Or is it because Buffett – who’s BH Media Group could arguably single-handedly change the understanding and thus the fortunes of manufactured housing – that in various actions and inactions keeps reality as foggy as possible? Does that fog help him consolidate more of the industry, that makes so much common sense? Plus earns Buffett’s Berkshire billions?
News is a business. Media covers or not what their management and ownership want, and in the way their management or ownership desires.
Poverty is also a huge business. Keeping some poorer than they should be can also be a tool used to generate votes at election time.
Meanwhile, millions are trapped in renting, or are homeless, in the wealthiest nation on the face of God’s earth.
“I’m tired of being the best kept secret. I’m ready to help house America,” said Terry Decio, whose father Art Decio was once positively shown on the cover of Time Magazine back in the pre-HUD Code mobile home era.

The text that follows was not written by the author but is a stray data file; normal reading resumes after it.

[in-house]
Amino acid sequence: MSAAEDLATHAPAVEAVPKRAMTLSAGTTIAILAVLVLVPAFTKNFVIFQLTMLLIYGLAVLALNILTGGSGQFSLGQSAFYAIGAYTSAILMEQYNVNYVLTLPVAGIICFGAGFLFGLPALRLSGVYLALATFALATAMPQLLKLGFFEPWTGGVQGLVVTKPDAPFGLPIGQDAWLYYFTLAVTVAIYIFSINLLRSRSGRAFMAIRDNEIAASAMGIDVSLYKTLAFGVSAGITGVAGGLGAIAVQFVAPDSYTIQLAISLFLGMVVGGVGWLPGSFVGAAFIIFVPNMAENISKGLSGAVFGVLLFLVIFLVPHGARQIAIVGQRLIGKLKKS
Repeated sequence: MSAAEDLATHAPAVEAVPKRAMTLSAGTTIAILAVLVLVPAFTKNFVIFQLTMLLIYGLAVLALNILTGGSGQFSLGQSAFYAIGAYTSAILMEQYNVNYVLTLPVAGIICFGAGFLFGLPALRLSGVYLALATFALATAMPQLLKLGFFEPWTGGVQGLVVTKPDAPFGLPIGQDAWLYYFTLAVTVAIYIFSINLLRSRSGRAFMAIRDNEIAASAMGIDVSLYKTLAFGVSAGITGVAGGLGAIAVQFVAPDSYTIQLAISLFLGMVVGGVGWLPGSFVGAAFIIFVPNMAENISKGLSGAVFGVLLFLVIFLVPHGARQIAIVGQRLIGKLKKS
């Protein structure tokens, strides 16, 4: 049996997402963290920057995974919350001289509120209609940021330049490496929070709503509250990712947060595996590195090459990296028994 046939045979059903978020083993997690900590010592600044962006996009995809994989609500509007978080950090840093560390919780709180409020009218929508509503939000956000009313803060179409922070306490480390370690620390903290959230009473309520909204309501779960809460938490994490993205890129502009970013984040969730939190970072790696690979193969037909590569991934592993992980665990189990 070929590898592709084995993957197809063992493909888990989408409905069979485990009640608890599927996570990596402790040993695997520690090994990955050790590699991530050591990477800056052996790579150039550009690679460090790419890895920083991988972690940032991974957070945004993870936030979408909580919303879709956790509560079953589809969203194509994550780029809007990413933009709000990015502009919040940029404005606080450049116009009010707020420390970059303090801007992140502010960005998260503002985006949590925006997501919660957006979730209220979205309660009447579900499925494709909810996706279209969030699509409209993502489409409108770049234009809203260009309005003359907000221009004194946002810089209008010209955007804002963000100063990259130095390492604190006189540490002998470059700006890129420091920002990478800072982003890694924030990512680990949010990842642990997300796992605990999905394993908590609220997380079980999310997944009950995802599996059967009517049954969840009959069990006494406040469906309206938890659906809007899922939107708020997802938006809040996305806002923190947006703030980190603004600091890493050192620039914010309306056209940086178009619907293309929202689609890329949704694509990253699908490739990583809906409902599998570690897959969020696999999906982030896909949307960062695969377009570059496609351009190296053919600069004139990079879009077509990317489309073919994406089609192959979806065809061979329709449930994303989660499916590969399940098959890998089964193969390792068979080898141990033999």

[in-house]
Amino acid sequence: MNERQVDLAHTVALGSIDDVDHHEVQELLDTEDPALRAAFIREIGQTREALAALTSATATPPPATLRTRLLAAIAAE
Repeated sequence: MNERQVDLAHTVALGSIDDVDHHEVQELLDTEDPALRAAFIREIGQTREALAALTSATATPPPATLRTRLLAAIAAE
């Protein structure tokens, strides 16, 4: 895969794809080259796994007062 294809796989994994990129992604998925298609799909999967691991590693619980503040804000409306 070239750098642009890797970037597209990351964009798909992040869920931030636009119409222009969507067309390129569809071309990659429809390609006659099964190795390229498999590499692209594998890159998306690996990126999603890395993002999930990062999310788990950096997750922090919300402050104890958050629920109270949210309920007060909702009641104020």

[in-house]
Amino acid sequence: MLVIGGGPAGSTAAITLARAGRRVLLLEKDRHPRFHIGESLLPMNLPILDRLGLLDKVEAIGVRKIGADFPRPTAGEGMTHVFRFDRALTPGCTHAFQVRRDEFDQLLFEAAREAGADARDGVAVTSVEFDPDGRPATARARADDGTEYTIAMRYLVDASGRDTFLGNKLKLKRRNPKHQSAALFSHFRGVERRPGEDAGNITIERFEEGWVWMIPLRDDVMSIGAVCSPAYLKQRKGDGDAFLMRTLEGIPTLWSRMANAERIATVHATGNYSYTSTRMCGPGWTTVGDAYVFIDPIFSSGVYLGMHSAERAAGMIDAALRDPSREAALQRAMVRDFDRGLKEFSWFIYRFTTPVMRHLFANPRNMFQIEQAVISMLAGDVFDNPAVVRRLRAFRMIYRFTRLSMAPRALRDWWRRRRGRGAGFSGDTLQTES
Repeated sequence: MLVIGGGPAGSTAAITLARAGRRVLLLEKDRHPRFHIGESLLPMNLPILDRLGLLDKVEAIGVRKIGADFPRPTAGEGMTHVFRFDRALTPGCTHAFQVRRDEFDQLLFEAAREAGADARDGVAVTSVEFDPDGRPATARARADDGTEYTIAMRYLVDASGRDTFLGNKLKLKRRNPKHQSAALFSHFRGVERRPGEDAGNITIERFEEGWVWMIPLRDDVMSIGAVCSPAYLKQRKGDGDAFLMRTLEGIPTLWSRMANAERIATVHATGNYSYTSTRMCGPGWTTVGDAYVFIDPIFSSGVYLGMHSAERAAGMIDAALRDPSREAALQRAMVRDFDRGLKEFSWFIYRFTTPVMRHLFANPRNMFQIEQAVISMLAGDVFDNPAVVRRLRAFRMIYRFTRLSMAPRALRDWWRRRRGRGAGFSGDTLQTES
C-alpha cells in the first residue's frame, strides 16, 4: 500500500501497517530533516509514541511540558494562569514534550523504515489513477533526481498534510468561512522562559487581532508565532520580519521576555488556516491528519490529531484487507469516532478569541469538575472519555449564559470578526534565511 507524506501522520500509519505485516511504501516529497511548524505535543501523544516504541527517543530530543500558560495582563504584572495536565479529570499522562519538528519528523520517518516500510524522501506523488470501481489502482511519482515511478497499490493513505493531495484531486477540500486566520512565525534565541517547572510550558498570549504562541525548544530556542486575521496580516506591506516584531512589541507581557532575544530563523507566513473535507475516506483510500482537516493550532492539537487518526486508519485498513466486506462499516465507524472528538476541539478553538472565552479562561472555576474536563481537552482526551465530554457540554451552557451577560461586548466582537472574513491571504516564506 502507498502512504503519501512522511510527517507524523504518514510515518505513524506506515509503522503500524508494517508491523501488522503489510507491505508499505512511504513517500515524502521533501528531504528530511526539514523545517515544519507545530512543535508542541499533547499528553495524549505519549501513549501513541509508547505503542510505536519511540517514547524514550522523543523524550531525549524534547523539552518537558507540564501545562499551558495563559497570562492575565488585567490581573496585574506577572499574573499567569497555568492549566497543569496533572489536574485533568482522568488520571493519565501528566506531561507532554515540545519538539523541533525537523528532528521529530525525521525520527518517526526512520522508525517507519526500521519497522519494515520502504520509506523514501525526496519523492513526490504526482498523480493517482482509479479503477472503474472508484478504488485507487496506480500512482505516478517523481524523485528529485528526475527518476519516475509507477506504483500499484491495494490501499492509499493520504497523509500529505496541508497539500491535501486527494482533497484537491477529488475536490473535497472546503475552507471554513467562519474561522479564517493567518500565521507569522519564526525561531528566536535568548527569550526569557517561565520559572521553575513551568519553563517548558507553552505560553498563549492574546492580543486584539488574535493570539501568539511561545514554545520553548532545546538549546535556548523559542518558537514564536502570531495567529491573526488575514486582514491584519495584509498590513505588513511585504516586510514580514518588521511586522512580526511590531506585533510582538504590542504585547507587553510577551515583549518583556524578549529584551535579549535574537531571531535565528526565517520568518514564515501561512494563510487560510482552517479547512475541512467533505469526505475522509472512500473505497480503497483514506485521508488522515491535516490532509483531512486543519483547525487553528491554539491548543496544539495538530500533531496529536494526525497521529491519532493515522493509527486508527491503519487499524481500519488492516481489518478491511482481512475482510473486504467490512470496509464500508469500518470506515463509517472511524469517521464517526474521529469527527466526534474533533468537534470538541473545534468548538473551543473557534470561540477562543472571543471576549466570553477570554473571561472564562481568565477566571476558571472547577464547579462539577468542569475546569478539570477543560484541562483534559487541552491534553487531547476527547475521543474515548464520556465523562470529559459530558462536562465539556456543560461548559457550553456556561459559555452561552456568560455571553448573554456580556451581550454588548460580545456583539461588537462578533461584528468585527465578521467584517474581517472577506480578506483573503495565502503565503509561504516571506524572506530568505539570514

Terry, perhaps you should ask Uncle Warren for his permission to support and properly tell the “best kept secret” story in the manner that it ought to be told?
The American dream awaits tens of millions, but various forces purportedly by their action and inaction are allowing it to languish. To learn more, see the linked boxes, below. “We Provide, You Decide.” © ## (News, commentary, and analysis.)
(See Related Reports, further below. Third-party images and content are provided under fair use guidelines.)
By L.A. “Tony” Kovach – for MHProNews.com.
Tony is the multiple award-winning managing member of LifeStyle Factory Homes, LLC, the parent company to MHProNews, and MHLivingNews.com.